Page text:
You may be having trouble falling asleep or staying asleep all night for a variety of reasons. This include stressful life events and health problems. Additionally, short-term insomnia that lasts only a few days or a week (acute insomnia) can develop into chronic insomnia, which is longer-term insomnia that persists after the initial stressor. However, you don’t have to, and you shouldn’t, endure short- or long-term insomnia. It is possible to retrain your mind and body to receive the sleep you require to remain both happy and healthy. This can be done through lifestyle changes, therapies, and other treatments.
Sometimes Changing Your Lifestyle Can Help With Insomnia
In the case of a minor instance that has just been an issue for a few days or weeks, doctors will probably suggest making a few lifestyle adjustments to encourage better sleep.
Dr. Hrayr P. Attarian, a sleep medicine expert at Northwestern Medicine in Chicago, claims that he always examines a person’s sleeping and waking patterns as a starting point.
Here are some excellent sleep hygiene tips from Dr. Attarian.
Follow a sleeping schedule: whether it’s Wednesday or Sunday, this entails going to bed and waking up about the same time.
- Get some natural light: natural light in the morning tells your brain it’s time to be awake. This also helps keep your body clock regular. So you’ll be more likely to go to sleep at the right time later that night.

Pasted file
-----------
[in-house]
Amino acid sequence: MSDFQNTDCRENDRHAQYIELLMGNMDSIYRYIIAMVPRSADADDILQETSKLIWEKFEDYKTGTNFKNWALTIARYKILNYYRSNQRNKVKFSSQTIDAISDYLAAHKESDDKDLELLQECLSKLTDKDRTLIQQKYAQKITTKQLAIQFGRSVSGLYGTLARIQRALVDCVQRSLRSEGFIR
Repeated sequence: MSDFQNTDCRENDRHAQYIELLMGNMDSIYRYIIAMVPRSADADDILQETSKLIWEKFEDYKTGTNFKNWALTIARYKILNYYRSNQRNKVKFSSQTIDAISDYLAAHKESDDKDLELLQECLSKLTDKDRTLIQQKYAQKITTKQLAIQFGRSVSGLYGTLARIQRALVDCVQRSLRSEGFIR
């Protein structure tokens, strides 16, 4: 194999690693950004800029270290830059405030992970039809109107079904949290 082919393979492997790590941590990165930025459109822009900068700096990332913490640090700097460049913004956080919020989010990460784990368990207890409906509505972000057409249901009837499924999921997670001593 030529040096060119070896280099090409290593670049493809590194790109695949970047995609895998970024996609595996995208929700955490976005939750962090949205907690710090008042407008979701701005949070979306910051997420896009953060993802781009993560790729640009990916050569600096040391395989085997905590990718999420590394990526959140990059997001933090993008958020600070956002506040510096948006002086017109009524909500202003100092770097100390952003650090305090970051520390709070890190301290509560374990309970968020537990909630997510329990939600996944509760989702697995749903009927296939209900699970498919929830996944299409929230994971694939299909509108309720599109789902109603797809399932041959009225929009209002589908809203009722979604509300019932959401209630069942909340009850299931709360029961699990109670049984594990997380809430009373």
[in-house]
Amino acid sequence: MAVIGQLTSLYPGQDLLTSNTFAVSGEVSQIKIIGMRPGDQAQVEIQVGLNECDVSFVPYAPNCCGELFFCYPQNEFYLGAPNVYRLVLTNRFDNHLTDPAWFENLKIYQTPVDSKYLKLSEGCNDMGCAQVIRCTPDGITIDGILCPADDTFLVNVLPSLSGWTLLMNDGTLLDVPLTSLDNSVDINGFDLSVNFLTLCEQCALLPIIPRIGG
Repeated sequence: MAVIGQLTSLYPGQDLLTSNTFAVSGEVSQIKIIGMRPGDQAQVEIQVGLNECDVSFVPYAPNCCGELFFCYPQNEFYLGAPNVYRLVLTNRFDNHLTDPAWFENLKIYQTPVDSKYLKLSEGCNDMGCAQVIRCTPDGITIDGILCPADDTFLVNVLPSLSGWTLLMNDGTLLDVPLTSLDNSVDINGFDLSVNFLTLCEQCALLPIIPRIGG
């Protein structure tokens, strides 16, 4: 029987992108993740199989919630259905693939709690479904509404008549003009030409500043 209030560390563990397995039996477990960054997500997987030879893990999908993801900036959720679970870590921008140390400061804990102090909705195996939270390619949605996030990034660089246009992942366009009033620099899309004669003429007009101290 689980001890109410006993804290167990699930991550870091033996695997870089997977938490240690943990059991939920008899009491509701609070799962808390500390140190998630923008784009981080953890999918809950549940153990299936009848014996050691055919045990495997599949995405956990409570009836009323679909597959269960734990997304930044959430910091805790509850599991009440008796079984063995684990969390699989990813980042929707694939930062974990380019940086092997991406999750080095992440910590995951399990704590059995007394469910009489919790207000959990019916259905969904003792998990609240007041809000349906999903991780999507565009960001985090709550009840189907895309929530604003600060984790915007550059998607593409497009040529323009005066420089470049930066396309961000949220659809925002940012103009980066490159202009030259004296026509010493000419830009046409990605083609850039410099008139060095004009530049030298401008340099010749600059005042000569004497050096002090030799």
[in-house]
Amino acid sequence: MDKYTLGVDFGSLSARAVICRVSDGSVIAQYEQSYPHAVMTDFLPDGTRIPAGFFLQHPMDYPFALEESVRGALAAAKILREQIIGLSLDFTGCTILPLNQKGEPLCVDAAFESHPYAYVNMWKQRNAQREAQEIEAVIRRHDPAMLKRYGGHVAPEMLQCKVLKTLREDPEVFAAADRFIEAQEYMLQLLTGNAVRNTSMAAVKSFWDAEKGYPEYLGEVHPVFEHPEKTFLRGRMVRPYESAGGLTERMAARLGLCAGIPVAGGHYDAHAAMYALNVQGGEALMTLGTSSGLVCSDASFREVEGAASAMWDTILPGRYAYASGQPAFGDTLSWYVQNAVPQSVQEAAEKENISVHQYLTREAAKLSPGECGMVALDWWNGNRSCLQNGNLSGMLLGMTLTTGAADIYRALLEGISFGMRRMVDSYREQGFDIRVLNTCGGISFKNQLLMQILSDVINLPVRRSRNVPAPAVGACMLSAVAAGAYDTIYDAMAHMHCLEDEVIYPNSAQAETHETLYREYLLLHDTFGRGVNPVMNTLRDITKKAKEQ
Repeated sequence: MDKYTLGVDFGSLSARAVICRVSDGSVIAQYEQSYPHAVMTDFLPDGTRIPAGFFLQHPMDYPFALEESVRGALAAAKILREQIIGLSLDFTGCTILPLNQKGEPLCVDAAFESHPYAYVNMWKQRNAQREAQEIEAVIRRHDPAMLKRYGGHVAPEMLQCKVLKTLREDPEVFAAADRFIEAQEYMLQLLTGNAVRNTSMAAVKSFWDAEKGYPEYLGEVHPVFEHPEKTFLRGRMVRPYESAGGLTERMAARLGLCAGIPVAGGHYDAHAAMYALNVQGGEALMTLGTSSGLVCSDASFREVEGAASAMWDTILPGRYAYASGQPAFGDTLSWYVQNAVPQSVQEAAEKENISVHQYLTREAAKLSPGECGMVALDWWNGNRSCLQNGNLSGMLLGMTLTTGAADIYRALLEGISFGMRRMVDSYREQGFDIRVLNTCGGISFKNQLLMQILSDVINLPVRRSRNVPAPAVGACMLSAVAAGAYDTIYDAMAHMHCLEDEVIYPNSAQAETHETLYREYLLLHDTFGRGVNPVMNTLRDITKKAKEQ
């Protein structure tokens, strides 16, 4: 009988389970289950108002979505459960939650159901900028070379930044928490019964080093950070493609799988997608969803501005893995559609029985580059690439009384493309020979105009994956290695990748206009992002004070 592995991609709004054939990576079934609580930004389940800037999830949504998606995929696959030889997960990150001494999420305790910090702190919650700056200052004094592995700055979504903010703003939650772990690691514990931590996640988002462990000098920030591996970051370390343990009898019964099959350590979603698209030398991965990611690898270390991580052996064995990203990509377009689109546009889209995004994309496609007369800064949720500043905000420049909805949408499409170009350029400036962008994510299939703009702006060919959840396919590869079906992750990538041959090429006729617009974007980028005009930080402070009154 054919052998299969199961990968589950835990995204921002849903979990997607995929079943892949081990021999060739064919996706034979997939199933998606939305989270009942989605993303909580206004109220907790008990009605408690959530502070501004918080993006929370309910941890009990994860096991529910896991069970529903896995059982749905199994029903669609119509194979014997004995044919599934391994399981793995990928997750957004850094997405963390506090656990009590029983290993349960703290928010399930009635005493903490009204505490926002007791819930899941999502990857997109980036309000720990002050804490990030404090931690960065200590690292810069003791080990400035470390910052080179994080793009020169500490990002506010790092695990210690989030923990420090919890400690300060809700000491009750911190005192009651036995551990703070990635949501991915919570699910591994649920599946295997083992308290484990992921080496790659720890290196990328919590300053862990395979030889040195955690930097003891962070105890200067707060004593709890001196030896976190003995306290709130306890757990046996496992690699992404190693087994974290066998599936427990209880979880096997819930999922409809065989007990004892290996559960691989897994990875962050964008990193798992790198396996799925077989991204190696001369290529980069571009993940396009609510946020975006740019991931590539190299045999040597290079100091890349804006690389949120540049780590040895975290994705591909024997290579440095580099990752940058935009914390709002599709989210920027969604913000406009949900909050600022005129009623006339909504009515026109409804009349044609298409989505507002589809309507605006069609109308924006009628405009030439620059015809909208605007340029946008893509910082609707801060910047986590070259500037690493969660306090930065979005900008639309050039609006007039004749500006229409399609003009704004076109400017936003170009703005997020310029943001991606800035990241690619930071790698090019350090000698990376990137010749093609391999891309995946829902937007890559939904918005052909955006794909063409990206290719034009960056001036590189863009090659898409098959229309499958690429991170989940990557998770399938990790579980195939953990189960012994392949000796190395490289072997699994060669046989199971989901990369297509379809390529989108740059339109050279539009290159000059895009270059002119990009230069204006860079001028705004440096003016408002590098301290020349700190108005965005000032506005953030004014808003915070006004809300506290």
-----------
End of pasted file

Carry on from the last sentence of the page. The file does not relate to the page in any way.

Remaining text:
- Steer clear of anything that interferes with your ability to fall asleep: such as coffee and cigarette products that can linger in your system for eight hours.
- Spend no more than 30 minutes napping during the day.
- Put electronics away at least an hour before going to bed.
- Just use the bed for sleeping.
- Create a cool, quiet, and dark environment that encourages sleep.
- Don’t spend hours in bed trying if you’ve tried everything and are still experiencing issues. After 20 to 30 minutes, get out of bed and do something soothing if you are having trouble falling asleep and still worry about it.
Sleeping pills can help you get to sleep, stay asleep or both. Doctors generally don’t recommend relying on prescription sleeping pills for more than a few weeks, but several medications are approved for long-term use. Examples comprise:
- Eszopiclone (Lunesta)
- Ramelteon (Rozerem)
- Zaleplon (Sonata)
- Zolpidem (Ambien, Edluar, Intermezzo, Zolpimist)
Speak to your doctor about these prescriptions and other potential adverse effects. Prescription sleeping tablets can have negative effects, such as raising the risk of falling and creating daytime drowsiness.
Over-the-counter sleep aids
Antihistamines used in over-the-counter sleep aids can cause drowsiness, but they’re not meant to be taken regularly. Before taking them, see your doctor since antihistamine side effects. This may be severe in older persons, include daytime sleepiness, dizziness, confusion, cognitive impairment, and problems urinating.